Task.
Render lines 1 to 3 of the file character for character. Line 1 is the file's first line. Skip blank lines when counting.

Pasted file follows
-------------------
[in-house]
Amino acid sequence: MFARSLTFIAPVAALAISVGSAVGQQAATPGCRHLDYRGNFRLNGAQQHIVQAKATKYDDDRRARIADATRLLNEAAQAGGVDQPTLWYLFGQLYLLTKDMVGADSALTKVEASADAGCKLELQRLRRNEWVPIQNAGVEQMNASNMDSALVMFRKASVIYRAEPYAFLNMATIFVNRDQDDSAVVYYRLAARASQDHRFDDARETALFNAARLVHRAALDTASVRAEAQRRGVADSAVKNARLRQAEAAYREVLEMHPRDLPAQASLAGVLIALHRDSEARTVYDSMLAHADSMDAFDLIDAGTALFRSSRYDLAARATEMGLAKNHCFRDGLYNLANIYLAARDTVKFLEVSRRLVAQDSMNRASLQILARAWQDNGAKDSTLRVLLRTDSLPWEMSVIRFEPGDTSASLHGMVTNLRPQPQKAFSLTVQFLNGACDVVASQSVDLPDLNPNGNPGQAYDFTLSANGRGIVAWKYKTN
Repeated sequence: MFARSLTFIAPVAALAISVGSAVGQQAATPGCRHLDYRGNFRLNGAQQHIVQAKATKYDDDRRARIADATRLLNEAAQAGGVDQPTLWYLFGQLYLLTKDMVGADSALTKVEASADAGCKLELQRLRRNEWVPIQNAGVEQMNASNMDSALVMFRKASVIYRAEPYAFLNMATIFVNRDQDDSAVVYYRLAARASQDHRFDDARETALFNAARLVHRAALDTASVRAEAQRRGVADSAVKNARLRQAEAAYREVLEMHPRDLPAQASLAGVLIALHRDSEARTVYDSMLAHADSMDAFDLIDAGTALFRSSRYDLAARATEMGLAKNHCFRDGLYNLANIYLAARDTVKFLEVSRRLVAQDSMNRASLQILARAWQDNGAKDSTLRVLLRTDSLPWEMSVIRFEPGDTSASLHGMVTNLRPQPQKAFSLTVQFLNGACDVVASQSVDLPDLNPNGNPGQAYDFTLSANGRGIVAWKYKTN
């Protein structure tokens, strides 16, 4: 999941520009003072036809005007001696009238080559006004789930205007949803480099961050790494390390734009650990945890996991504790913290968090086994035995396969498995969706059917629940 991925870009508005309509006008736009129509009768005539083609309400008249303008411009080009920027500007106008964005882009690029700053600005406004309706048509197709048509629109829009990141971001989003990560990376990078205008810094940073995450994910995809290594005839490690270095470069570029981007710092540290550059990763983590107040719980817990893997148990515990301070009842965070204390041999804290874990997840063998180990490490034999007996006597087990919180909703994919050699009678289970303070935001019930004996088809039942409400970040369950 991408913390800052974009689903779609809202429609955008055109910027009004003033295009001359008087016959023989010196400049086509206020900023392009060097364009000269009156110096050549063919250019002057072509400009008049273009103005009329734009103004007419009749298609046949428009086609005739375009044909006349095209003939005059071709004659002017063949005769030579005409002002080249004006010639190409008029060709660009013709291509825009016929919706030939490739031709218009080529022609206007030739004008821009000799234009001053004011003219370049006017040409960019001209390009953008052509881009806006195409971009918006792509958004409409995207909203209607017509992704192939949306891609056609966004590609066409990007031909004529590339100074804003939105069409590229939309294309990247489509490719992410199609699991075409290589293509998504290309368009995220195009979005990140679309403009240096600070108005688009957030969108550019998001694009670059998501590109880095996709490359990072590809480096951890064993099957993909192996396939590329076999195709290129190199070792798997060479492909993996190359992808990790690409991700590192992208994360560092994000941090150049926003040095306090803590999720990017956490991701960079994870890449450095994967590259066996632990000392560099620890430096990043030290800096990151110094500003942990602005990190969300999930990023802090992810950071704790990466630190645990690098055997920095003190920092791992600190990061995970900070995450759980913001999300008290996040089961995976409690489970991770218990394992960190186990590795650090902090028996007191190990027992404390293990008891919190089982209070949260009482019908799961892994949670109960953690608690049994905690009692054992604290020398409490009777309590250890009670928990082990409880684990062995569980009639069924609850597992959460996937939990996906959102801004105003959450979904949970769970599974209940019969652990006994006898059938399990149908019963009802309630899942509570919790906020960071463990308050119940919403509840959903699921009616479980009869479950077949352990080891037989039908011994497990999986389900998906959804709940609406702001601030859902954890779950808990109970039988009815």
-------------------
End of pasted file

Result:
[in-house]
Amino acid sequence: MFARSLTFIAPVAALAISVGSAVGQQAATPGCRHLDYRGNFRLNGAQQHIVQAKATKYDDDRRARIADATRLLNEAAQAGGVDQPTLWYLFGQLYLLTKDMVGADSALTKVEASADAGCKLELQRLRRNEWVPIQNAGVEQMNASNMDSALVMFRKASVIYRAEPYAFLNMATIFVNRDQDDSAVVYYRLAARASQDHRFDDARETALFNAARLVHRAALDTASVRAEAQRRGVADSAVKNARLRQAEAAYREVLEMHPRDLPAQASLAGVLIALHRDSEARTVYDSMLAHADSMDAFDLIDAGTALFRSSRYDLAARATEMGLAKNHCFRDGLYNLANIYLAARDTVKFLEVSRRLVAQDSMNRASLQILARAWQDNGAKDSTLRVLLRTDSLPWEMSVIRFEPGDTSASLHGMVTNLRPQPQKAFSLTVQFLNGACDVVASQSVDLPDLNPNGNPGQAYDFTLSANGRGIVAWKYKTN
Repeated sequence: MFARSLTFIAPVAALAISVGSAVGQQAATPGCRHLDYRGNFRLNGAQQHIVQAKATKYDDDRRARIADATRLLNEAAQAGGVDQPTLWYLFGQLYLLTKDMVGADSALTKVEASADAGCKLELQRLRRNEWVPIQNAGVEQMNASNMDSALVMFRKASVIYRAEPYAFLNMATIFVNRDQDDSAVVYYRLAARASQDHRFDDARETALFNAARLVHRAALDTASVRAEAQRRGVADSAVKNARLRQAEAAYREVLEMHPRDLPAQASLAGVLIALHRDSEARTVYDSMLAHADSMDAFDLIDAGTALFRSSRYDLAARATEMGLAKNHCFRDGLYNLANIYLAARDTVKFLEVSRRLVAQDSMNRASLQILARAWQDNGAKDSTLRVLLRTDSLPWEMSVIRFEPGDTSASLHGMVTNLRPQPQKAFSLTVQFLNGACDVVASQSVDLPDLNPNGNPGQAYDFTLSANGRGIVAWKYKTN